// Log the result to console for inspection"Twitter returned: ",tweetsJson);

			// Output the tweets to a DOM element
			// Or output a "no tweets" message
			var message = "";

			// If there were tweets returned...
			if(tweetsJson.results && tweetsJson.results.length) {
				// Start the list
				message += "<ul>";
				// For every tweet returned
				dojo.forEach(tweetsJson.results,function(tweet) {
					message += "<li>" + tweet.from_user + " said: " + tweet.text + "</li>";
				//End the list
				message += "</ul>";
			else { // Output "no tweets" message
				message = "No tweets about Dojo were available.";

			// Output message to DOM
			dojo.byId("tweetsHolder").innerHTML = message;
View Demo

Notice that we don't have to manually build up any URLs or set up this callback function or anything. The module makes it easy for us to use the approaches we already know for Ajax, while working in a cross-domain fashion!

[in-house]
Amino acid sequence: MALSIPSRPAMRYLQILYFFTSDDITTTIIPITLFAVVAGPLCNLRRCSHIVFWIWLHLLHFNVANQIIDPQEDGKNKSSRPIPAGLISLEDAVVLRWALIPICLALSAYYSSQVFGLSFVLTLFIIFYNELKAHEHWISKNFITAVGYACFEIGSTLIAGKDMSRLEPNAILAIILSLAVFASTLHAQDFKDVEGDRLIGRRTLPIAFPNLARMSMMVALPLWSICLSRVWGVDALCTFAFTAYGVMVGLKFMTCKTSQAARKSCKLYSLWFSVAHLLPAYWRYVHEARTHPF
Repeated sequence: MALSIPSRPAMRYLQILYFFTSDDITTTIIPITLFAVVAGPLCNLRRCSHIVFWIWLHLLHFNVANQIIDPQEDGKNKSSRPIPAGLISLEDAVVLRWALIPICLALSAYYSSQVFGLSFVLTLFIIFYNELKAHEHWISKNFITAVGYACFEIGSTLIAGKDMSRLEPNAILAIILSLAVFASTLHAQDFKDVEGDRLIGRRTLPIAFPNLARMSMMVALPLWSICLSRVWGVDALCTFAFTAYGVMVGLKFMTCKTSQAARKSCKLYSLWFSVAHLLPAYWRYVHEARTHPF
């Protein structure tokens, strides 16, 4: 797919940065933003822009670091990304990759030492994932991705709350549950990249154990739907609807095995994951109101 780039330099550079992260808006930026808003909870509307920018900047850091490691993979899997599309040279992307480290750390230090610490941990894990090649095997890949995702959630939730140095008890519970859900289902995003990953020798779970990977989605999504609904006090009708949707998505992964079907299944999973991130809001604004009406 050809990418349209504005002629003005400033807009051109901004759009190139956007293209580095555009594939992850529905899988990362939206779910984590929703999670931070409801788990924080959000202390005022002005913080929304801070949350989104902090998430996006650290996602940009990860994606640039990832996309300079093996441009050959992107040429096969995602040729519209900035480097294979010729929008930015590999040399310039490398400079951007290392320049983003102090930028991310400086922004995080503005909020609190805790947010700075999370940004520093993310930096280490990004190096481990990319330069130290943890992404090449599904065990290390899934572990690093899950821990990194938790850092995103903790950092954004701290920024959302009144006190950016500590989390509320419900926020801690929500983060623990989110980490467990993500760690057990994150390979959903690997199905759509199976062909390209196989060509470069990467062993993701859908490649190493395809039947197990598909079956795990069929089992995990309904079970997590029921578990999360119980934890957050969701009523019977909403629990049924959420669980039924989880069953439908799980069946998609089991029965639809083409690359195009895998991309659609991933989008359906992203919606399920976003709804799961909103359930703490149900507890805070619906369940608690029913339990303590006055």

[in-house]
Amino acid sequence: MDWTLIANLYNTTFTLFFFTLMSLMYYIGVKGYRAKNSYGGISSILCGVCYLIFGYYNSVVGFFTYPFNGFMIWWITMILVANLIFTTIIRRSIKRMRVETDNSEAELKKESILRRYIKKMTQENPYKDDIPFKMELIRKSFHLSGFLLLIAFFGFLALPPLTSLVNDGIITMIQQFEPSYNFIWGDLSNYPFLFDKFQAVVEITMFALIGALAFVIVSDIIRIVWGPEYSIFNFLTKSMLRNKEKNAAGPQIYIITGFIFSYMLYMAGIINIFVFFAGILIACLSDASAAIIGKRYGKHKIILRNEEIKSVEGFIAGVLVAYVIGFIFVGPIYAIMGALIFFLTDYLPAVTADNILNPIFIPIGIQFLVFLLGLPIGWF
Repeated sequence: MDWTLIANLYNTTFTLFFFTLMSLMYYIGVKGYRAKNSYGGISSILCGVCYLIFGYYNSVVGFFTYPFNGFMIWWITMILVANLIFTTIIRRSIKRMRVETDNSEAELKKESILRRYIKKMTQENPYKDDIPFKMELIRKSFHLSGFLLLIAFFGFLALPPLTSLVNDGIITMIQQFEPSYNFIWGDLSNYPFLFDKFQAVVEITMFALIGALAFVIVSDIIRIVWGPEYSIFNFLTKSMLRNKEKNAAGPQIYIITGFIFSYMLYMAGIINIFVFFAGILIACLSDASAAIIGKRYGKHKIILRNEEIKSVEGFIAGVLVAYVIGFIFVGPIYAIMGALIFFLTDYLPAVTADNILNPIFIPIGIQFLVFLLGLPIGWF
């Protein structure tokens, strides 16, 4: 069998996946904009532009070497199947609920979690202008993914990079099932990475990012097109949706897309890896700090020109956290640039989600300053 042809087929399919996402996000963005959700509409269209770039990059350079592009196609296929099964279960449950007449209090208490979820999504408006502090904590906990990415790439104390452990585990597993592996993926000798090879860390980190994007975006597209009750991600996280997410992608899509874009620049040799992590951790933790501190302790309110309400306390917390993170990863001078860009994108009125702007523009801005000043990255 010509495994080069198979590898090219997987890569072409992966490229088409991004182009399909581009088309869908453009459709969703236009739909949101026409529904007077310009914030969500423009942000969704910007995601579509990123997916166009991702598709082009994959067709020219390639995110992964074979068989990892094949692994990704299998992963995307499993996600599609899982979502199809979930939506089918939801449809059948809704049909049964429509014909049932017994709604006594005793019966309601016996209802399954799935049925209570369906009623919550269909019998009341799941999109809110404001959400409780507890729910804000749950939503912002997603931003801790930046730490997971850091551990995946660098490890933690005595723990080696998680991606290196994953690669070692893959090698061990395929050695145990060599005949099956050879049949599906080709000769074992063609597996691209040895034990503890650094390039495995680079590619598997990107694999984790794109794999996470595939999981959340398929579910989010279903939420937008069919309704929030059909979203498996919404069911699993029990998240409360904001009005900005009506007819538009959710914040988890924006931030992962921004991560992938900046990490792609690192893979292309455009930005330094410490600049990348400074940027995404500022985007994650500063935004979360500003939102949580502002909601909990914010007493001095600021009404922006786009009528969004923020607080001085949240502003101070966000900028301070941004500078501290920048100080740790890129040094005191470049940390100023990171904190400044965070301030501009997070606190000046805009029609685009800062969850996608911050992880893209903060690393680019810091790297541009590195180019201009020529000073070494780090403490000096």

Keep in mind, the provider we're working with must provide a JSONP API — we can't use to just pull arbitrary information from any server we want.

Best Practices for Ajax and dojo.xhr*

Like any type of technology, it's important to keep best practices in mind when creating your Ajax requests:

  • GET requests should be used for simply retrieving data from the server. POST requests are optimal when sending form data, or large sets of data, to the server.
  • It's advised to always provide an error callback function. Don't assume that your request will be successful.
  • Use console statements during debugging to ensure the options you're sending are correct, and that the response you receive in your callback is the correct format.
  • From a user experience perspective, it's helpful to provide some type of indicator during Ajax requests so that the user knows something is happening.


The Dojo Toolkit alleviates the cross-browser complexity of Ajax and delivers an easy to use API with dojo.xhrGet and dojo.xhrPost. Dojo also provides to allow cross-domain JSONP calls. dojo.xhrGet and dojo.xhrPost return a dojo.Deferred object which make handling Ajax requests even more powerful! This new concept about Ajax request handling can be found here.

dojo.xhr* Resources

Looking for more detail about Dojo's Ajax methods? Check out these great resources: